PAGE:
It should of course be noted that the 9/11 attacks benefitted no one and were the direct cause of thousands of people losing their lives, with many more (including a great many in Central Asia and the Middle East) harmed by the repercussions. The attacks did nothing to further any Islamic cause, and greatly increased prejudice against Muslims in the West.
However, it one could make a case that American actions around the globe made the attackers feel as though their action were justified. Osama bin Laden did this himself in his 2002 "Letter to America." An English translation of the text, published in the Guardian, is attached below. Bin Laden lists American support for attacks against Muslims in Somalia, Chechnya, Kashmir, and Lebanon, as well as its continuing aid and assistance to Israel, and the stationing of troops in Saudi Arabia as being among the reasons behind the attacks.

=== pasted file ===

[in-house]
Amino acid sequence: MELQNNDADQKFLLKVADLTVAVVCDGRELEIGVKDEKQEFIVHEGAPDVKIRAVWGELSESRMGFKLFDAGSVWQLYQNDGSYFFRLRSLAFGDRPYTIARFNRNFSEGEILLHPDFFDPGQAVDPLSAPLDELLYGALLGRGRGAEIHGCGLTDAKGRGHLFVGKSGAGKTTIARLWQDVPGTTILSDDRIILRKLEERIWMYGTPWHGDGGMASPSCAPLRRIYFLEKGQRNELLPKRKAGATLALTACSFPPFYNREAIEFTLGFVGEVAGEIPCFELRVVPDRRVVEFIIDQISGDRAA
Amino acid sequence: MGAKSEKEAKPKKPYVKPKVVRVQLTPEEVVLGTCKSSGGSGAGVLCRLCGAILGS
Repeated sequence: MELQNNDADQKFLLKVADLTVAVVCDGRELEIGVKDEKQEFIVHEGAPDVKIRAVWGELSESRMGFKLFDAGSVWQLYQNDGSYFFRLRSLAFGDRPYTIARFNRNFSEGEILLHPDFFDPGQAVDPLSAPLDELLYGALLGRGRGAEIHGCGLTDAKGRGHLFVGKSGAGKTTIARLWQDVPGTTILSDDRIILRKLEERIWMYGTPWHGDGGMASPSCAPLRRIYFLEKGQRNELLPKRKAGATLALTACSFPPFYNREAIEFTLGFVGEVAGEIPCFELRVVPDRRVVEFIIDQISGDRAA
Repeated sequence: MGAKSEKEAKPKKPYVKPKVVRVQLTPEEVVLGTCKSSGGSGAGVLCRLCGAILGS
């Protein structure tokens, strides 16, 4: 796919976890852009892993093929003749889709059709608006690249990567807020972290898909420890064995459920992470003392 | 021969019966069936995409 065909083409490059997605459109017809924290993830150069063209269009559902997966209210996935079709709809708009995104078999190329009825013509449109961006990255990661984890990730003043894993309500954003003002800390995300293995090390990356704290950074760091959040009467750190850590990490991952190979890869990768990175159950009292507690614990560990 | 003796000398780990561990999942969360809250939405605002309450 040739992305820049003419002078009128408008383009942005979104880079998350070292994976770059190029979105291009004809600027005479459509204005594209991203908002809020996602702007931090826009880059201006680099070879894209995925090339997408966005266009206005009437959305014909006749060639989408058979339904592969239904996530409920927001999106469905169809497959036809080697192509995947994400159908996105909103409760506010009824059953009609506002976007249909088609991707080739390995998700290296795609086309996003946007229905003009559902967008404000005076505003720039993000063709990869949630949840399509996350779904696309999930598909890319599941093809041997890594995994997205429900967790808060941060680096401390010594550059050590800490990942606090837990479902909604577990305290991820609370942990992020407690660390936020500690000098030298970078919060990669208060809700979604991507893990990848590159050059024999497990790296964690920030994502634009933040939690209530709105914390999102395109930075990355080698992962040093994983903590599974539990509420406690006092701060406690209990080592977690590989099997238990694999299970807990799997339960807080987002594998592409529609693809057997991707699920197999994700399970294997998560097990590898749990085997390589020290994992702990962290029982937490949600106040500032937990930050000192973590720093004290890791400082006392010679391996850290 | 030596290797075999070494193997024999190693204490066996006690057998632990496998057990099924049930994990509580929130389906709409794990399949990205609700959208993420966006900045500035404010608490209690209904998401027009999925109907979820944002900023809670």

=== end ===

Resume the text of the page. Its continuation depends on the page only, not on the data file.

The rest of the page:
It is obviously rather tenuous to base your arguments entirely on those of bin Laden, so you will also want to look at some Western sources, particularly the work of Noam Chomsky. Chomsky makes the distinction between the "retail" terrorism of A-Qaeda and ISIS and what he calls the "wholesale" terrorism of the United States, which he claims is far more destructive globally. Chomsky refers to a much wider range of incidents than bin Laden does, for instance, to United States support for regime changes in Central and South America. While the 9/11 attacks were clearly not carried out in retaliation for United States policy in Latin America, Chomsky uses incidents such as the installation of General Pinochet as dictator of Chile to explain his concept of wholesale terrorism in American foreign policy.